Meybeck, A, Redfern, S. Voluntary standards for sustainable food systems: challenges and opportunities. A workshop of the FAO/UNEP Programme on Sustainable Food Systems. Rome: Food and Agriculture Organization of the United Nations. 2014, 242 p. ISBN 978 92 5107 902 7 Job Number: I3421. With the sustainability of food systems becoming central to achieving food security, this report of the 2013 workshop on voluntary standards for sustainable food systems addresses in particular issues from the point of view of the many different stakeholders involved. By addressing the needs of all the various stakeholders, the likelihood of uptake and scaling up of the voluntary standards is substantially increased. The sessions of the workshop considered voluntary standards from points of views in order to better understand and address the needs of the various stakeholders in order to facilitate the uptake and scaling up of voluntary standards for sustainable food systems. This approach is grounded on the idea that for voluntary standards to work for sustainability they have to work for all stakeholders.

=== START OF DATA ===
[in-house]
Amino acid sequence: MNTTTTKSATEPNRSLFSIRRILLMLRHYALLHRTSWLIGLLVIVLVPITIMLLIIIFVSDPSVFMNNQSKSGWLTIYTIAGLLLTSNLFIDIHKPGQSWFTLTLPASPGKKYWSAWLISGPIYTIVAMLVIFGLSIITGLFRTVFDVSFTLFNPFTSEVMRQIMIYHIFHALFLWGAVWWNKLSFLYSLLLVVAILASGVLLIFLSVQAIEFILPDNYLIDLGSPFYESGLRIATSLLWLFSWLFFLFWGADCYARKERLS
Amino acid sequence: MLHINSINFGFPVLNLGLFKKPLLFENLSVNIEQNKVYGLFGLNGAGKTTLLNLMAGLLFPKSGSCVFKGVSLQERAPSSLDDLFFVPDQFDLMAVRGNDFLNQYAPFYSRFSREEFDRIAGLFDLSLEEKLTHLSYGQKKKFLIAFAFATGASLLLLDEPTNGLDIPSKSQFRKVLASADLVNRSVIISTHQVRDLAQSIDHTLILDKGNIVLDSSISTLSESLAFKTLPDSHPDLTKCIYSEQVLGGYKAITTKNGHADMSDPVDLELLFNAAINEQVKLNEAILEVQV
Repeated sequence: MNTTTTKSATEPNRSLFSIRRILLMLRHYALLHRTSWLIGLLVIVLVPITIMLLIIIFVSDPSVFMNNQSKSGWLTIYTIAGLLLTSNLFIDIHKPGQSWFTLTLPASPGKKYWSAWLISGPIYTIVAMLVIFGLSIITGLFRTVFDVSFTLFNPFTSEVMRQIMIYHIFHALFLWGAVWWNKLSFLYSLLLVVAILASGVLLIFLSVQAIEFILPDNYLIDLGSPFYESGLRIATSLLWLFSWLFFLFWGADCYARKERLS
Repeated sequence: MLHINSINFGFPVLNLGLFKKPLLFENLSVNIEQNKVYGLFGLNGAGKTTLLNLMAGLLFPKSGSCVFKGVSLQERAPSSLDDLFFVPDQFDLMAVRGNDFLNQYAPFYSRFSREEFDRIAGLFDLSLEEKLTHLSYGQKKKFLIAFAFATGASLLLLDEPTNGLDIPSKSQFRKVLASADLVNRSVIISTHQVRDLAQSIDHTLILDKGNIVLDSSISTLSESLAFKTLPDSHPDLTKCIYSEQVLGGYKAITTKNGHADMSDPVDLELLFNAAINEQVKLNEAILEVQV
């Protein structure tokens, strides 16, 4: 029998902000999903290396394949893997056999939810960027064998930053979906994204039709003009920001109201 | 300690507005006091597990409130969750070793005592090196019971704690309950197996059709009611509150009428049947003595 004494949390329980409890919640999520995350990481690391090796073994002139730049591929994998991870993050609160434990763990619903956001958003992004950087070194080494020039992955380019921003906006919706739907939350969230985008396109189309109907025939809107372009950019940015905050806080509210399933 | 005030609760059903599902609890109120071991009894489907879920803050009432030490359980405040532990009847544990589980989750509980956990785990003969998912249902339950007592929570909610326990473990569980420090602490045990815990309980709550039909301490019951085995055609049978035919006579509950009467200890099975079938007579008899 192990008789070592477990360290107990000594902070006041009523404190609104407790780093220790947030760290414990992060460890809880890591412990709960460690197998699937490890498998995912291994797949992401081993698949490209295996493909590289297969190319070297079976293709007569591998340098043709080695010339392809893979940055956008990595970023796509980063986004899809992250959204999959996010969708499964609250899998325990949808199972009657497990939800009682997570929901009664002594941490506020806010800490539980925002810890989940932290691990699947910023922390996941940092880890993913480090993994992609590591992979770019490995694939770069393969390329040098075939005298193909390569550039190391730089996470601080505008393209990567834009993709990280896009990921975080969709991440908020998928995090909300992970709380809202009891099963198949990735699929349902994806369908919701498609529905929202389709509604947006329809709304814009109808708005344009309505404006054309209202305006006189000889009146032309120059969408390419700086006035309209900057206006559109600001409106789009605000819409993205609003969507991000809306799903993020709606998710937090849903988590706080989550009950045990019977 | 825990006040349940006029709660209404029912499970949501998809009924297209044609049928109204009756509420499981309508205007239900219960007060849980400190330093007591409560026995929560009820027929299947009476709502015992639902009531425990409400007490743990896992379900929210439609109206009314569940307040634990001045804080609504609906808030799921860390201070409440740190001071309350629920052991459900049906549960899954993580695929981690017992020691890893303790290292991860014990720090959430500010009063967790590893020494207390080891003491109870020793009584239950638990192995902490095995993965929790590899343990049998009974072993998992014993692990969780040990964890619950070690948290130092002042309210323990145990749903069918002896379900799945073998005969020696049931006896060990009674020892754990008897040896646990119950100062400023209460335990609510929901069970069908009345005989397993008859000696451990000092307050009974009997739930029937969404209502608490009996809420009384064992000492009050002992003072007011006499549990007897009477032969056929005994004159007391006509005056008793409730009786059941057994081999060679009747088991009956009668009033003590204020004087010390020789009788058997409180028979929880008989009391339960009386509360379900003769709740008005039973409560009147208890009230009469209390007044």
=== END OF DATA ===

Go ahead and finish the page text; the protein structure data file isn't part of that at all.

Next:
State of the art on the initiatives and activities relevant to risk assessment and risk management of nanotechnologies in the food and agriculture sectors. Geneva: Food and Agriculture Organization of the United Nations/World Health Organization. 2013, 56 p. (FAO/WHO Technical paper) FAO ISBN 978 92 5107 6439 Job Number I3281E/1/04.13. An international expert meeting on the potential food safety implications of the application of nanotechnologies in the food and agriculture sectors was convened by the Food and Agriculture Organization of the United Nations (FAO) and the World Health Organization (WHO) in June 2009. This report was commissioned by FAO and WHO with the objective of summarizing and analysing the information that has become available since the 2009 expert meeting and determining possible courses of action to be followed by FAO and WHO in this matter. It reviews national and international activities on the risk analysis of nanomaterials in the food and agriculture sectors that have been carried out since the meeting. It presents national and international risk assessment and risk management approaches that identify and implement strategies to address potential hazards associated with the use of nanotechnology-related products or techniques. The expert meeting agreed that nanotechnology offers considerable opportunities for the development of innovative products and applications for agriculture, water treatment and food production, processing, preservation and packaging, and its use may benefit farmers, the food industry and consumers alike. It was noted that nanotechnology-derived food products will be increasingly available to consumers worldwide. It was recognized that there was a need for clear and internationally recognized definitions and that gaps in definitions in the food area could be addressed by the Codex Alimentarius Commission.